Assembly Bill 84 provides California workers at companies with 26 or more employees with up to 80 hours of COVID-19 supplemental paid sick leave. The law breaks up that 80 hours into two banks of 40 hours each.

One bank gives workers up to 40 hours of flexible paid leave to recover from COVID-19, care for a sick family member, attend a vaccination appointment, recover from immunization or take care of a child who cannot attend school because of virus-related closures or quarantines. The bill states that an employer can limit workers to up to 24 hours, or three workdays, to attend each vaccination appointment and to recover or care for someone with vaccine-related symptoms, unless the employee provides verification from a healthcare provider that more time is necessary.

The other bank of 40 hours is more restrictive and can only be used to recover from COVID-19 or to care for a sick family member. Under this bank, employers are allowed to require workers to submit proof of their own positive COVID-19 test or one from the family member in order to qualify.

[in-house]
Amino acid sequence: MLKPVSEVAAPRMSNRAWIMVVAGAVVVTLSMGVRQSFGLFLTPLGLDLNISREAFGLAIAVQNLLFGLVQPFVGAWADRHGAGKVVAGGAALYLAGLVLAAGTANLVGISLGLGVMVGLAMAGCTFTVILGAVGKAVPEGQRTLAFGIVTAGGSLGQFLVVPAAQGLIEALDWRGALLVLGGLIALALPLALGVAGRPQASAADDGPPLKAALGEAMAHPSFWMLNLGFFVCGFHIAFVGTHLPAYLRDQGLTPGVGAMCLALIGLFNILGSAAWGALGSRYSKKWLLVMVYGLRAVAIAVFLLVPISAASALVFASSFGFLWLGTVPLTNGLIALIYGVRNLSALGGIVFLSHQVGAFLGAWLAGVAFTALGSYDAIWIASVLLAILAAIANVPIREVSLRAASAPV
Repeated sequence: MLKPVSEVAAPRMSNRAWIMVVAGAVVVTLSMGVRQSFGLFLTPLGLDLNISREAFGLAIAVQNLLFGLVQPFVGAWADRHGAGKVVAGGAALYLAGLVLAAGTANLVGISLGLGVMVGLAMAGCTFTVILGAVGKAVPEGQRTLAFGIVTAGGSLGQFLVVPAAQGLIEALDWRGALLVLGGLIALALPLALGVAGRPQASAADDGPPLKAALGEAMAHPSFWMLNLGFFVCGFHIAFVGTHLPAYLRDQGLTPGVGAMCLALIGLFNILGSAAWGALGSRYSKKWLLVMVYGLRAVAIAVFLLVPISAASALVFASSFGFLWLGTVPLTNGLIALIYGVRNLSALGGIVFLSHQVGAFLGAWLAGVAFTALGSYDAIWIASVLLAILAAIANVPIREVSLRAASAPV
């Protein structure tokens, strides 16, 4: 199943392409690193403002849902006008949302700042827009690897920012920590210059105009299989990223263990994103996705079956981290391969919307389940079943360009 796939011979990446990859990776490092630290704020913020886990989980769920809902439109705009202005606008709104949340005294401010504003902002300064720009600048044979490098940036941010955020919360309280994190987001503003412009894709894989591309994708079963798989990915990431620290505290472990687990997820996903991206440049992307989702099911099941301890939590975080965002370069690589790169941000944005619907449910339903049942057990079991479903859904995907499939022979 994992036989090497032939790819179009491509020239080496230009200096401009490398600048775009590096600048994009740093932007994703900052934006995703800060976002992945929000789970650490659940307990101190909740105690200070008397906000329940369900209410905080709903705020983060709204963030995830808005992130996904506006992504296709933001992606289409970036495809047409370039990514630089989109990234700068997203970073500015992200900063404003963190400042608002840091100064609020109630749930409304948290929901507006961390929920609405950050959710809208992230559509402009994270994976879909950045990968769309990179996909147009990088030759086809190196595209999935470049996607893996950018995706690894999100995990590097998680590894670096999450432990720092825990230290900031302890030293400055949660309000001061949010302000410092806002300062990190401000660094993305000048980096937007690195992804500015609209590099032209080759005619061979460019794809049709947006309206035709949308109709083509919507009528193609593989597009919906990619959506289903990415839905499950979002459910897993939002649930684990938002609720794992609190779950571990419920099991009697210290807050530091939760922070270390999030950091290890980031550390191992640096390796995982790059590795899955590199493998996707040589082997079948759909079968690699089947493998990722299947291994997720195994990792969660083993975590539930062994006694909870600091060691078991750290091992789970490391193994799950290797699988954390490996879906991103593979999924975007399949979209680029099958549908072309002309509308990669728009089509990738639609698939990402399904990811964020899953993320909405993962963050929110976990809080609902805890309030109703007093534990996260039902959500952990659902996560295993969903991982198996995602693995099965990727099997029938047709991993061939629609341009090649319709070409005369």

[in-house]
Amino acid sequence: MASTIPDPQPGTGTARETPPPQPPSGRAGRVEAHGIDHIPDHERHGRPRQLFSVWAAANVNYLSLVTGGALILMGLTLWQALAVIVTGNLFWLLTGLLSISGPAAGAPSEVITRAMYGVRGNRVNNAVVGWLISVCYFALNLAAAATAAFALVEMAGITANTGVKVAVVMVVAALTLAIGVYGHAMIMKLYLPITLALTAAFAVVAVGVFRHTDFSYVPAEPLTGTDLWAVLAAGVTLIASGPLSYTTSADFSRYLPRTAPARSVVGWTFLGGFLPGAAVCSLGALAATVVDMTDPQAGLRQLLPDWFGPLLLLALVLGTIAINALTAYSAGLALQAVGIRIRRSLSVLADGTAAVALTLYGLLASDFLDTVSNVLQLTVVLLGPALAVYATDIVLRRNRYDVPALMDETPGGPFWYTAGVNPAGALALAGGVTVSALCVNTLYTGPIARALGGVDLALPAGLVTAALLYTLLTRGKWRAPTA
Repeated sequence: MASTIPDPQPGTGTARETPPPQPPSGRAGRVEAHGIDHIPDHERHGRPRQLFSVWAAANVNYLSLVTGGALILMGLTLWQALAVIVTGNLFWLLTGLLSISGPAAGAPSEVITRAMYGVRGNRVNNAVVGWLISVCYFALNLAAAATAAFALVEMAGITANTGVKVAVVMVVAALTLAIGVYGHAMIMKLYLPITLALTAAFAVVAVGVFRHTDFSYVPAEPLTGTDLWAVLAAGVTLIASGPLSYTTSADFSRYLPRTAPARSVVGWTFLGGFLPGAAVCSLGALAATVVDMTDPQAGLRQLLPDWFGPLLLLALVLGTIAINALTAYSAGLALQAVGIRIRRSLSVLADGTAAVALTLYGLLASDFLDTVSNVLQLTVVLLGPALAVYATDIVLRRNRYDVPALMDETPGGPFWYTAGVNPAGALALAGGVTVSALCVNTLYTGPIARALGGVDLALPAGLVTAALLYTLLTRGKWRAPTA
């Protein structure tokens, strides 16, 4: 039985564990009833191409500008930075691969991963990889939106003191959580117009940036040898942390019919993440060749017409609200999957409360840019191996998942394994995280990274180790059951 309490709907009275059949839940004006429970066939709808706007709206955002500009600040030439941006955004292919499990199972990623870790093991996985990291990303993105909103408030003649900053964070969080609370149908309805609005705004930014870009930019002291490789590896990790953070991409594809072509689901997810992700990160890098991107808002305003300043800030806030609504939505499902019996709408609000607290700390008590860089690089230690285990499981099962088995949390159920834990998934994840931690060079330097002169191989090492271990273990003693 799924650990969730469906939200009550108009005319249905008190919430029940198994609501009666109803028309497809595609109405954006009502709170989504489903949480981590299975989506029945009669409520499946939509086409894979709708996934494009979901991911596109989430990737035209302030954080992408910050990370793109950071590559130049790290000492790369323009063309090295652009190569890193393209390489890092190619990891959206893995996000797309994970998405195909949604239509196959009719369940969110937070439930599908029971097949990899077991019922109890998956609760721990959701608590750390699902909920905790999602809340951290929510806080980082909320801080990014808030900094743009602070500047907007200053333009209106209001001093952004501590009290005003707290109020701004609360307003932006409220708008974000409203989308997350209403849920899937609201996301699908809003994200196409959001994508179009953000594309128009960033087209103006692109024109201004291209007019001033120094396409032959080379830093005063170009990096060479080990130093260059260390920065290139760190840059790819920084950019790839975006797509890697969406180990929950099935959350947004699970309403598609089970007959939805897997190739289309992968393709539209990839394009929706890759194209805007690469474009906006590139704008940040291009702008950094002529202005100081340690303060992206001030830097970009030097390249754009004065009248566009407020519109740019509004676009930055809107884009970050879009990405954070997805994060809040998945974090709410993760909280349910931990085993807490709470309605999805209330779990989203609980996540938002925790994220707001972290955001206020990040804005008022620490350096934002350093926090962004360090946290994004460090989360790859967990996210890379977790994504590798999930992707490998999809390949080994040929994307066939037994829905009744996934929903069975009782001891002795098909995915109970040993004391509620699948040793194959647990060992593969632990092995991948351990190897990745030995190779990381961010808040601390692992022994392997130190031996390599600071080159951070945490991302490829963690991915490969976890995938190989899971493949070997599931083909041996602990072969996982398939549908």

Katherine Wutchiett, a staff attorney for the San Francisco nonprofit Legal Aid at Work, said it’s important for workers to know that they can use the two banks of 40 hours in whatever order they choose and do not need to exhaust one bank before switching to the other.

The two separate banks of time make the new program appear more complicated than the law from 2021, she said.

“So it’s going to be incredibly important that the state and public health and those who care about public health really invest in communicating that information about how folks can access both of those periods of leaves to get 80 hours,” Wutchiett said.

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That seems confusing. How might a worker exhaust all 80 hours?

Here’s an example. Let’s call the 40 hours of flexible time off “Bank A” and the other 40 hours for which an employer could require a proof of a positive test “Bank B.”